At the heart of the Chinese defense was the national direct reporting system for infectious diseases. It started in 2004 to prevent the SARS epidemic from recurring when slow, inconsistent reporting, compounded by local leaders’ reluctance to spread bad news, delayed the government’s struggle.
With this system, health officials in Beijing could flip through screens displaying reports from hospitals or local disease control centers that are ready to detect warning signs within hours of a doctor diagnosing a disruptive infection such as cholera or tuberculosis. Diagnosing cases of viral pneumonia.
The boast was not empty.
The system had helped when China and other countries suffered from the outbreak of avian influenza. In 2013, authorities submitted cases of a potentially fatal H7N9 avian influenza virus and requested that it be submitted within two hours of confirmation.
Last November, the country’s disease control center drew public attention to an outbreak of pneumonia in sparsely populated Inner Mongolia after only two cases occurred.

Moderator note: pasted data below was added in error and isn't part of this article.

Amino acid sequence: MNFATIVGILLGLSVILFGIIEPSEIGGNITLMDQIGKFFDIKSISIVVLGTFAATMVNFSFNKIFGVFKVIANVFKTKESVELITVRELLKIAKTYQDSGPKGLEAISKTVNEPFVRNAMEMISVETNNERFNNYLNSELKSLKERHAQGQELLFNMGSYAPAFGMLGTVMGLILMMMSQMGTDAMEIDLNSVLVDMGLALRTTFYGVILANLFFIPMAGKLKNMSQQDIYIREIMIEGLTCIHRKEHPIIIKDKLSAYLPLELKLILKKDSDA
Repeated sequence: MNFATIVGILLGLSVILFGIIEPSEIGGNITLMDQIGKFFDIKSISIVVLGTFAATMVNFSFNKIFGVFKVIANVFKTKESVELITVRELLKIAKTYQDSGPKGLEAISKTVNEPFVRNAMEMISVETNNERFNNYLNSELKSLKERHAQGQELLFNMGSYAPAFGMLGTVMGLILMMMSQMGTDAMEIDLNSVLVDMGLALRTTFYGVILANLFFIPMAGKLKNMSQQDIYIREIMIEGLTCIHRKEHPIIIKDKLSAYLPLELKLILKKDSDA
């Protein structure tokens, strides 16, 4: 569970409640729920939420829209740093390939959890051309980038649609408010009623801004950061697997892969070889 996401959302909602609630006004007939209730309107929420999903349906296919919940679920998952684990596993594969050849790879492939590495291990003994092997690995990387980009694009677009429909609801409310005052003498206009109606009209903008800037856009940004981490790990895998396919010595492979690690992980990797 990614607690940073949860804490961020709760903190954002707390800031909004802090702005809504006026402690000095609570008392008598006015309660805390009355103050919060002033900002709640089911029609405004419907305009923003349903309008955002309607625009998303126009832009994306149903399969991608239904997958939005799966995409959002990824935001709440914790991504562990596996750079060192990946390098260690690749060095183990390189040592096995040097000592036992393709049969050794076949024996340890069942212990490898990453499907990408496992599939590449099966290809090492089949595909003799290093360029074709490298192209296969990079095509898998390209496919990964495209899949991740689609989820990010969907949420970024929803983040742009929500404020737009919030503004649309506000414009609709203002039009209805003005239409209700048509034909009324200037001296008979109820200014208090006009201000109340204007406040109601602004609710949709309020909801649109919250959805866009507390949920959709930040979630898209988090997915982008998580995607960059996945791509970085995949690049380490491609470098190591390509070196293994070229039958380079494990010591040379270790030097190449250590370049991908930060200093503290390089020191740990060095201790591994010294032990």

Since the Wuhan outbreak, some doctors have said they are unsure of how to report early cases that do not fit on the standard list of infections. However, poorly understood infections could still be recorded as “pneumonia of unknown etiology” – or as an unknown cause – if the patients did not respond to the usual treatment.
Year after year, the Chinese health authorities warned hospitals to look for such outliers.
“With many infectious diseases for which you do not know the cause, it can often present as pneumonia with an unknown etiology,” said Dr. Yang, the retired official. “This was one way of detecting an outbreak while it was embryonic.”